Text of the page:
Young Lions: articles

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Slattery slips the pack

YOU could excuse Katherine Slattery for speaking in cliches when she talks about the ?ying start to her acting career. After all, it's difficult to find the words to describe the success that so quickly has catapulted her from drama school to a leading role on Nine's latest police drama, Young Lions.

After graduating from the Victorian College of the Arts in 2000, the 25-year-old had prepared herself for the barren years that can face aspiring actors. She never imagined she would land a role in a weekly drama series.

"At drama school they never make any false promises about employment in acting," Slattery says. "Last year was a great first year out for me in the industry and I'm just trying to make the most of it while it's there."

In the 18 months since she finished at the VCA, Slattery has appeared in Changi, played the lead in the ABC telemovie of Jill Ker Conway's The Road From Coorain and now stars in Young Lions as lawyer Madeleine Delaney. And the Melbourne-born actor has followed her run of work, moving to Sydney and into an inner-city share house with two other actors.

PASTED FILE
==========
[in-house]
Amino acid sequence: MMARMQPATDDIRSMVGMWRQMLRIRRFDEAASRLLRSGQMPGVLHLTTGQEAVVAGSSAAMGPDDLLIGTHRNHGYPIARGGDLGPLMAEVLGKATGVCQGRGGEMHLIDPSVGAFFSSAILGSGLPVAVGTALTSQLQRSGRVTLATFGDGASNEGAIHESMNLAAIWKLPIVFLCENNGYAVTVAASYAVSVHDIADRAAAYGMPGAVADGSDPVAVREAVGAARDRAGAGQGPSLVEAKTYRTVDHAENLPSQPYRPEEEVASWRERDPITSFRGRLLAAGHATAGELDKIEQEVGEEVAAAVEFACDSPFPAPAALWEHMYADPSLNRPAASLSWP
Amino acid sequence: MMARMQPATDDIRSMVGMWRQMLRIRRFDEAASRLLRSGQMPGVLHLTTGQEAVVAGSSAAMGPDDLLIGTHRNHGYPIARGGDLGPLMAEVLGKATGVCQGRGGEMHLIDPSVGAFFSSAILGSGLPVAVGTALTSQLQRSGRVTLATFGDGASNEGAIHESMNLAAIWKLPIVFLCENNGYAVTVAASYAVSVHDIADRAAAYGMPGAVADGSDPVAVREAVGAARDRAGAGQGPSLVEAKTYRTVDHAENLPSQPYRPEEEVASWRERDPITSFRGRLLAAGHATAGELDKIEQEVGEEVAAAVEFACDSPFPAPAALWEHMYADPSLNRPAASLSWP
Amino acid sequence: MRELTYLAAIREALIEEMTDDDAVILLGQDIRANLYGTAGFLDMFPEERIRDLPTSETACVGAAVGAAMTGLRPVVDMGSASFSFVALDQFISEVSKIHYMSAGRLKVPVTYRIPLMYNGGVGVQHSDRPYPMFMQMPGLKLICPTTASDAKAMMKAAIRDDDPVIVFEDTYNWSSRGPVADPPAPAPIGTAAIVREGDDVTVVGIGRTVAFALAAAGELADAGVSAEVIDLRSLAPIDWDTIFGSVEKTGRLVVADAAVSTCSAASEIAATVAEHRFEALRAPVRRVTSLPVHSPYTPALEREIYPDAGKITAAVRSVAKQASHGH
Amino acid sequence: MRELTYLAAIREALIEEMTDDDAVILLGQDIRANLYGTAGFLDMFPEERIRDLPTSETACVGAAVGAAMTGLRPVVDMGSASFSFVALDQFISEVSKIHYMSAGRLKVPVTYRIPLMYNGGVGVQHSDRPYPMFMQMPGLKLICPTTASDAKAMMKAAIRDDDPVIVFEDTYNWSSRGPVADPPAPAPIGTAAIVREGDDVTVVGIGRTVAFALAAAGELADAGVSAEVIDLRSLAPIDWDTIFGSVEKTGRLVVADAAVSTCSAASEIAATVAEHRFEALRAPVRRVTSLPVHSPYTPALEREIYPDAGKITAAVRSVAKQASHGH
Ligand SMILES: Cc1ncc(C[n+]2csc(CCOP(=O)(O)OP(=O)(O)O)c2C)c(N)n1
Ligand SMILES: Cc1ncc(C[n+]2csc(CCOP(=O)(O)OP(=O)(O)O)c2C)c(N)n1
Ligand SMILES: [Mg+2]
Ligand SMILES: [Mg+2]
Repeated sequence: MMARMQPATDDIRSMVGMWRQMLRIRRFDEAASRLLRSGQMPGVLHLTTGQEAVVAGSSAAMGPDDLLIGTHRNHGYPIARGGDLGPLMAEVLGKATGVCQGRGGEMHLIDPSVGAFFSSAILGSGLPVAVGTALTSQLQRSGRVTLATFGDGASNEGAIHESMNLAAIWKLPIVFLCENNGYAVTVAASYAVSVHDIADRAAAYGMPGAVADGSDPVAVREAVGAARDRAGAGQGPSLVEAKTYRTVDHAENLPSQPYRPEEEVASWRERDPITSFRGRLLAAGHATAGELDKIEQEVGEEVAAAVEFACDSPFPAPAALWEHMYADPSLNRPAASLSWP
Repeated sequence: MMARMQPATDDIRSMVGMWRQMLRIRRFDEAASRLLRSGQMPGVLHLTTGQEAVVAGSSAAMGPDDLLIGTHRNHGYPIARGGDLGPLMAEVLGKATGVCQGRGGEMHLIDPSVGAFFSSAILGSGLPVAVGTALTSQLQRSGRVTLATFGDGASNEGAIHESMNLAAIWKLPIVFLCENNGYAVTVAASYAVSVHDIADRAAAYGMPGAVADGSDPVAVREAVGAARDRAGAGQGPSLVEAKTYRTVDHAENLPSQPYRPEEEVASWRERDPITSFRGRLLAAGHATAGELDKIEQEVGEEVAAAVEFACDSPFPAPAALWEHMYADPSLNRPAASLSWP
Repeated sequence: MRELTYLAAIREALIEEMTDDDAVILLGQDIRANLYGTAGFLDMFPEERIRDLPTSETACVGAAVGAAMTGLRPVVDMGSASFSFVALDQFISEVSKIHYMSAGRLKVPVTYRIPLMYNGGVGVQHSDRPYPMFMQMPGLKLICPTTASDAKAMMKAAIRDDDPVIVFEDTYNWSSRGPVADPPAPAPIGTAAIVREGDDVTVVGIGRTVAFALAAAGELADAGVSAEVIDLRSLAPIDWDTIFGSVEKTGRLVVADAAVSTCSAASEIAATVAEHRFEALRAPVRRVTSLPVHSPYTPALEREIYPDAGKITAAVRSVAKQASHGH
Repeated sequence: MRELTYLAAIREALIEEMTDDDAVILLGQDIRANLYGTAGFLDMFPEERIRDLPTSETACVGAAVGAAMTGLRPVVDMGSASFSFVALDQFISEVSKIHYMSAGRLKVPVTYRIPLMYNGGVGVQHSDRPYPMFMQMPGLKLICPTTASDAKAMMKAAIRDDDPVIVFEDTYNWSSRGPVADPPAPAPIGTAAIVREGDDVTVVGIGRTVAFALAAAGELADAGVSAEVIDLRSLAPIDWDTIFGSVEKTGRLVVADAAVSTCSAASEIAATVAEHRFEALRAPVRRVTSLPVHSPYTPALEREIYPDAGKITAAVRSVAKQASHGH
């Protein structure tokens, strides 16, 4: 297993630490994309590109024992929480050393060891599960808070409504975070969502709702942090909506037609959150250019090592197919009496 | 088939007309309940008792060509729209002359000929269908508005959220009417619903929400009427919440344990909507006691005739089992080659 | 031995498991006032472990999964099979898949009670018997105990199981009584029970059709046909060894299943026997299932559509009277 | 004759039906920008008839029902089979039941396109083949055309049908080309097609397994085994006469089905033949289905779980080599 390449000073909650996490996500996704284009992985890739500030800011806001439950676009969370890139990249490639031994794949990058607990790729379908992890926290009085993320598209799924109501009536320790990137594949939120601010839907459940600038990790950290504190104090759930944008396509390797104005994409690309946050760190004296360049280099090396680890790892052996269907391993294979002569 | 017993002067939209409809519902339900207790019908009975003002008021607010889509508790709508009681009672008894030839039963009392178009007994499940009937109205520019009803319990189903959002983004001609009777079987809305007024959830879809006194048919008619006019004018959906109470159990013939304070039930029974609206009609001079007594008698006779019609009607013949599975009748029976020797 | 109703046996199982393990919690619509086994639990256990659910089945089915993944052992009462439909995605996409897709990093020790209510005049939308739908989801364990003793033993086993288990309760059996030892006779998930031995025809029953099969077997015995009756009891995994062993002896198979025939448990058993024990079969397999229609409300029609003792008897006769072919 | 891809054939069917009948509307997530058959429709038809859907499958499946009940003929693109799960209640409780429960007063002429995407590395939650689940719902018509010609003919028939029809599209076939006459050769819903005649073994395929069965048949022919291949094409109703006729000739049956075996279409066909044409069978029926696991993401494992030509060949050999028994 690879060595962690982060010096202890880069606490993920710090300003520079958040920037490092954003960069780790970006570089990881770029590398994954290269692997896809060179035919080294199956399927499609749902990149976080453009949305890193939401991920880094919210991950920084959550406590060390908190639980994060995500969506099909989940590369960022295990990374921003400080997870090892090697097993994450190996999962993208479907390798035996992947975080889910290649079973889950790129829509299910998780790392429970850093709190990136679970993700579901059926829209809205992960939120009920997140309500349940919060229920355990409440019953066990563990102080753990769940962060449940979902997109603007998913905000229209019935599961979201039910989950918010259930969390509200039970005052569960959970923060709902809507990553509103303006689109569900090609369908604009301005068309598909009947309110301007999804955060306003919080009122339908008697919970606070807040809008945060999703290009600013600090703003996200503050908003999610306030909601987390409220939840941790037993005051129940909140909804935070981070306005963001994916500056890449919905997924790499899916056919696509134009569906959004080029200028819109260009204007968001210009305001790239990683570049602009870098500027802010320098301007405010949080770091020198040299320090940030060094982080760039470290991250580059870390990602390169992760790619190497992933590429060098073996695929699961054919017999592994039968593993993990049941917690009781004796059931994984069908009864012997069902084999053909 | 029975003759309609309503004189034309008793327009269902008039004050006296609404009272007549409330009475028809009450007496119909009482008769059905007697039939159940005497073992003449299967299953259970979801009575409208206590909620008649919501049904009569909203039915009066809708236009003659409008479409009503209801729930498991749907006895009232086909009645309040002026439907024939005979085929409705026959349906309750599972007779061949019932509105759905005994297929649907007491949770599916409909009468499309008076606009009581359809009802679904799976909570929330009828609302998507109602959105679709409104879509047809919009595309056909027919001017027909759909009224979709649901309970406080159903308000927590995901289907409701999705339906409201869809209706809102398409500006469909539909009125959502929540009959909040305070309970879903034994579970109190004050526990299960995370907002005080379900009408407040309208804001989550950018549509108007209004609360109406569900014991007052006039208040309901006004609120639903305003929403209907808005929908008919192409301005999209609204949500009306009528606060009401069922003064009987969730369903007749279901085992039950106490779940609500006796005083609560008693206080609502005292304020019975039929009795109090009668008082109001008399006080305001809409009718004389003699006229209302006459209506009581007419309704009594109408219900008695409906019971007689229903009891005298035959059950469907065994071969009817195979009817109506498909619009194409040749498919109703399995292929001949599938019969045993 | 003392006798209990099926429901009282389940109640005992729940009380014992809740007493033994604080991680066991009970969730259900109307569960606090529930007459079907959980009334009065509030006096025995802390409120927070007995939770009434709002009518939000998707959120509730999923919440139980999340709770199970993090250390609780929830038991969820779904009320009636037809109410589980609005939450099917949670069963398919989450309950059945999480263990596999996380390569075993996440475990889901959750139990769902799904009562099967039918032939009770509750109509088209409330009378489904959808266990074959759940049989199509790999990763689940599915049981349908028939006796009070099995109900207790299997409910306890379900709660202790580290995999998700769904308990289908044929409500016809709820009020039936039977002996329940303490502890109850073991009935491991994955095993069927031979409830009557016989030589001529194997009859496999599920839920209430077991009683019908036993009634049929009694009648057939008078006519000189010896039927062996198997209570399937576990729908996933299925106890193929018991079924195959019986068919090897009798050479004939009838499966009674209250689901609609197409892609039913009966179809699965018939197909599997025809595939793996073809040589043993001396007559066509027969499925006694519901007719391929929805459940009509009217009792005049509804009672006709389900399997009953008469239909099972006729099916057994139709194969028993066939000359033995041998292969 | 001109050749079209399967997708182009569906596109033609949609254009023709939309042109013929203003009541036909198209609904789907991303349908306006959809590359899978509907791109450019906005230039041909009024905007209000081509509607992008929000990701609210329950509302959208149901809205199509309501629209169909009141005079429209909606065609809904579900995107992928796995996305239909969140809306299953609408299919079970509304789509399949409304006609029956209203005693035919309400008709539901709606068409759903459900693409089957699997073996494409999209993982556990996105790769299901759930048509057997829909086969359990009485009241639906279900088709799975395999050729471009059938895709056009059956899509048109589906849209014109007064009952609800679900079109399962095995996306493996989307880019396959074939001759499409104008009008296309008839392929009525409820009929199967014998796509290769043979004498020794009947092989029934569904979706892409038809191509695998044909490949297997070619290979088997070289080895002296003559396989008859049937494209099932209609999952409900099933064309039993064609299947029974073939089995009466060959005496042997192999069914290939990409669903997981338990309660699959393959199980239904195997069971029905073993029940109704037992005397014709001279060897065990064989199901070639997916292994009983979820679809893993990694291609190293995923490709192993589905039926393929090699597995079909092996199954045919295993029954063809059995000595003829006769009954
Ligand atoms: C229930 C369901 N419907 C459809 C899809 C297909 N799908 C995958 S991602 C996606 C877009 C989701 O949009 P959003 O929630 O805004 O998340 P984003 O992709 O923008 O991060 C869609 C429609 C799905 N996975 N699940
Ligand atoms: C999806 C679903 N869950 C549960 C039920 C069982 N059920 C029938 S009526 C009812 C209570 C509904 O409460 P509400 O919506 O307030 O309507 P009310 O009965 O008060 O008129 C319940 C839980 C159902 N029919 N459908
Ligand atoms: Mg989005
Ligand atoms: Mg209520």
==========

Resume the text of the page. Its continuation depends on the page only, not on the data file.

From her unpretentious talk and the laughter that punctuates her conversation, you get the feeling Slattery has to keep reminding herself that all this is really happening. But as she looks on the acting world with wide eyes, there is a level-headed purpose that grounds her - every sentence seems to end with a qualifying statement about the value of the experience.

Slattery is unconcerned by the pressure her early success might bring and says she wants to keep doing projects that are rewarding and creatively fulfilling. "Young Lions is great because it is so different to what I've done before. Television is extremely fast and it's a whole (different) genre," she says.

Confessing to a love of theatre, as well as a desire to work in film, Slattery has already had breakneck exposure to the diverse directions in which acting can pull.

In a production for this year's Sydney Festival she played, among seven other roles, the voice of an ATM around whose transactions the story was based. Her graduation performance at the VCA was a six-hour production of 1001 Nights.

In television you need to constantly be "in the moment", she says. "But for a five or six-hour show you have to let it out in a very controlled manner over that time so you don't run out of steam. That's the thing about acting and the opportunity you get to have: you get to test yourself in really different ways."

Slattery is working hard on maintaining that variety. Next month she will perform in a production of Anthony Minghella's Whale Music with recent graduates from NIDA and the Western Australian Academy of Performing Arts at the Darlinghurst Theatre in Sydney.

Slattery is nervous about making predictions about her future. "But in an idealistic world," she says, "I'd still be doing work that I'm really proud of, I can have integrity doing, and I'm fulfilled creatively. That probably sounds very cliched…"

October 02, 2002
The West Australia